There’s an odd article on the front page of today’s New York Times: Adam Liptak reports that the “individual rights” interpretation of the Second Amendment is making headway “thanks largely to the work over the last 20 years of several leading liberal law professors.” The headline really says it all: “A Liberal Case for Gun Rights Helps Sway Judiciary.” When it was just those terribly low types like the NRA, you know, you couldn’t possibly expect federal judges to take the argument seriously. But when Sanford Levinson, Laurence Tribe, and Akhil Reed Amar climb on board (and these are the only liberal scholars Liptak mentions as doing so), well, suddenly an argument becomes respectable.
What makes the article so odd is that it is practically not at all about the arguments on this subject. Instead it is about the cultural phenomenon of who is making the arguments, with a prediction that because some liberals are now on board, the recent Parker v. D.C. ruling may survive review by the en banc D.C. Circuit and the Supreme Court.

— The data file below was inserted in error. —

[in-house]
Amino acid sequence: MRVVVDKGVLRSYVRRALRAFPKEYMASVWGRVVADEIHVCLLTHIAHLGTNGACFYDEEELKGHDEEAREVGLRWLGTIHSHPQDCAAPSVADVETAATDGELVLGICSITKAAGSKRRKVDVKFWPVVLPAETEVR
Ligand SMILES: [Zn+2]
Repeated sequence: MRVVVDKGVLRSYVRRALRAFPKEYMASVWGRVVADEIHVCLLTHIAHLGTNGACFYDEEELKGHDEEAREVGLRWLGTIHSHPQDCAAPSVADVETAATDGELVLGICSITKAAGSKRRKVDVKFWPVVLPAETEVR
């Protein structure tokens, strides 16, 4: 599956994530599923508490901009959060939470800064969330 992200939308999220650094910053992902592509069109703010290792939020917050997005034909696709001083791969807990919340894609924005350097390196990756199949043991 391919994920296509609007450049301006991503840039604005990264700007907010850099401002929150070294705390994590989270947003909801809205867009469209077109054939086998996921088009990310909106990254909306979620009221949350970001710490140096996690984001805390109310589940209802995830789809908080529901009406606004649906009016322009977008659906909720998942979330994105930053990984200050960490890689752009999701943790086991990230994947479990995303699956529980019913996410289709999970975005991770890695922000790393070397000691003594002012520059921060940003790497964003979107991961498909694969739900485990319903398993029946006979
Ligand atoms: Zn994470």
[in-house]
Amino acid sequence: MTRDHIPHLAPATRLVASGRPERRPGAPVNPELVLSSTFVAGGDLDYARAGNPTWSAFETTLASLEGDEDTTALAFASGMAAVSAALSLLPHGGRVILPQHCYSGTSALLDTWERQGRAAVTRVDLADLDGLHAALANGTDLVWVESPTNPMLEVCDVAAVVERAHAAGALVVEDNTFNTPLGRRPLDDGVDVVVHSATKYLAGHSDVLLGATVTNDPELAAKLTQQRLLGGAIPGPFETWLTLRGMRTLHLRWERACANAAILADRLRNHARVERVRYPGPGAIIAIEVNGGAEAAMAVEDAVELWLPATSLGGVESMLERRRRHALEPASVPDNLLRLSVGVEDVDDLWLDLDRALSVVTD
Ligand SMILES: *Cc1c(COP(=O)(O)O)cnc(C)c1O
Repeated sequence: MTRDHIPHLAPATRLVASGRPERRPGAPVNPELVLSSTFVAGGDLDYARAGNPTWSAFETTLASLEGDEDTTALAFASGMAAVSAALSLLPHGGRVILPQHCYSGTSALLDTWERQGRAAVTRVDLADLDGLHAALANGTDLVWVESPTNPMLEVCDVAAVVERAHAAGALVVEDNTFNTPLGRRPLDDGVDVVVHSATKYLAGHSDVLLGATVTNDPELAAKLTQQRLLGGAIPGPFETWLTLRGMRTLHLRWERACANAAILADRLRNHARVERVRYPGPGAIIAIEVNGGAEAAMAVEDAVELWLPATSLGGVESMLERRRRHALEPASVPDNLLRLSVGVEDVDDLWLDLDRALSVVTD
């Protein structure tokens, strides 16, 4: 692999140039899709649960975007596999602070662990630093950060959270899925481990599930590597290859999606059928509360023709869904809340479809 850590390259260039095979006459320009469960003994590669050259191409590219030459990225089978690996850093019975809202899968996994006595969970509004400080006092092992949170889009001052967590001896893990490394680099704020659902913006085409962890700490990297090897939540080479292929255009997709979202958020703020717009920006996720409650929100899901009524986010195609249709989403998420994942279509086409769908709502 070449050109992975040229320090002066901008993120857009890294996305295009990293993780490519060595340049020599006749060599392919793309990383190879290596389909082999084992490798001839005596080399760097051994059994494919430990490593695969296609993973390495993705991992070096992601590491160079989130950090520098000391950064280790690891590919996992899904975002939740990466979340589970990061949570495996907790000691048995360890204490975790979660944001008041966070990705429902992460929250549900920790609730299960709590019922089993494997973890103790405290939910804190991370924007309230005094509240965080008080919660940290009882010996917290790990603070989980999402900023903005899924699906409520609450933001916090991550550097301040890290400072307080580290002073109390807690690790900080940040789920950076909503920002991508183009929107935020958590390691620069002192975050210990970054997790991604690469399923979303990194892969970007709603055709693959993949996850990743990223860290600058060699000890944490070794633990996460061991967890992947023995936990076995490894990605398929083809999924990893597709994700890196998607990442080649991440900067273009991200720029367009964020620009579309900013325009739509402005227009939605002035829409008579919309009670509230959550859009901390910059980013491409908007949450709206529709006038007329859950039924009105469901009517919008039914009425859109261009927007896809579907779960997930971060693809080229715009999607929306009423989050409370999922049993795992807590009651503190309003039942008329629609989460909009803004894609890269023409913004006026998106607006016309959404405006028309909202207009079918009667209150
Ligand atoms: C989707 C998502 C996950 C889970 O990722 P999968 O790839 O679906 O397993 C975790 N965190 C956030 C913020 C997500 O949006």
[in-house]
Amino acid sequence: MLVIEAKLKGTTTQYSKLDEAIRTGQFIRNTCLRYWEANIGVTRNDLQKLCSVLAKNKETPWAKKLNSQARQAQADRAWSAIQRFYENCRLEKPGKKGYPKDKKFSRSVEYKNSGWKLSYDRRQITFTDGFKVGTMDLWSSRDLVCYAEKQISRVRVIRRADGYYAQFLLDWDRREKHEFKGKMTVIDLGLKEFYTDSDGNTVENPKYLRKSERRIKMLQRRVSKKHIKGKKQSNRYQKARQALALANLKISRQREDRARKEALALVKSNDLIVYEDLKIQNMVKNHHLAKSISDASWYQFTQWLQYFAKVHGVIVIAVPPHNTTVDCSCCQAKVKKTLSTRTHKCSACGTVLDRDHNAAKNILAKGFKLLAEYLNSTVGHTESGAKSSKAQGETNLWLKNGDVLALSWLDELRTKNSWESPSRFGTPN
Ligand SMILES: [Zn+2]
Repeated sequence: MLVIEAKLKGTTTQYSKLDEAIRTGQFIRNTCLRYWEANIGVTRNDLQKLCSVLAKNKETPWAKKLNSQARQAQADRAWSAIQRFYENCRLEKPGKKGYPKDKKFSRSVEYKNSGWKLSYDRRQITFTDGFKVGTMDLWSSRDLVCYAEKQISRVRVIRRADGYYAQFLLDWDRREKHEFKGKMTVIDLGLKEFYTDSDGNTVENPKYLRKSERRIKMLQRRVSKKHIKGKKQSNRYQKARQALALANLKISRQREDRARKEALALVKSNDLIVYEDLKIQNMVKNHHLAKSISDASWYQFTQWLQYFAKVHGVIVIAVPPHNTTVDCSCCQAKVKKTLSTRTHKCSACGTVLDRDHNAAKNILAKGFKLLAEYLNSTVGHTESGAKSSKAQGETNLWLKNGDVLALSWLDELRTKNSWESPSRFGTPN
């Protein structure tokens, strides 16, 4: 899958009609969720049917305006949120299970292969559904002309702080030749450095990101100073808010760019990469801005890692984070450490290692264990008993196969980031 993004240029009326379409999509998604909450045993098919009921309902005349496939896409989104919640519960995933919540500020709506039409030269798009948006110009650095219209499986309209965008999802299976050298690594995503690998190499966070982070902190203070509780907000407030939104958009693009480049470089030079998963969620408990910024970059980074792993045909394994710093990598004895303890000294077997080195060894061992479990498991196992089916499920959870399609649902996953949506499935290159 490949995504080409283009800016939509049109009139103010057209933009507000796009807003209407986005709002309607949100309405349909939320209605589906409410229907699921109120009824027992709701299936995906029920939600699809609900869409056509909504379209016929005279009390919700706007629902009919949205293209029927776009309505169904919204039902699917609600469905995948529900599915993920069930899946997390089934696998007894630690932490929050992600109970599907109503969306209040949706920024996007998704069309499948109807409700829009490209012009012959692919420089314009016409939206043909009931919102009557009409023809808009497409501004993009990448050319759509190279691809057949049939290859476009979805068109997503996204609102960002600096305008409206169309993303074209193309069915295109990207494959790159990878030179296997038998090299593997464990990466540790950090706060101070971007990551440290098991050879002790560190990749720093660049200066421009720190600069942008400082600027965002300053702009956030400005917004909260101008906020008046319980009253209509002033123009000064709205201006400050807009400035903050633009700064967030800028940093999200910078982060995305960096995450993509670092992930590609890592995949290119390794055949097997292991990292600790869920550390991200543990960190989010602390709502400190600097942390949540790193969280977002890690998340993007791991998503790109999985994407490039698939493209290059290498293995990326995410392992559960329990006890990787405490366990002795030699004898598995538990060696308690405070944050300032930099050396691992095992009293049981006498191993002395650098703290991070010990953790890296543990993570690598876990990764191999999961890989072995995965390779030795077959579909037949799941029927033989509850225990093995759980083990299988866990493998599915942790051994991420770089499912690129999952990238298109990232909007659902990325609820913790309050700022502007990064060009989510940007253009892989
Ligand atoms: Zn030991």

This may prove to be true, but here’s what worries me. As Liptak puts it, “just as the First Amendment’s protection of the right to free speech is not absolute, the professors say, the Second Amendment’s protection of the right to keep and bear arms may be limited by the government, though only for good reason.” Right. And that means that our de facto legislators for all gun control in this country will be the federal judiciary. I prefer the status quo, in which legislatures decide the question, for good or ill. And that, by the way, is also the best reading of the Second Amendment–as of the First.
But I haven’t space for the whole argument myself–not here anyway!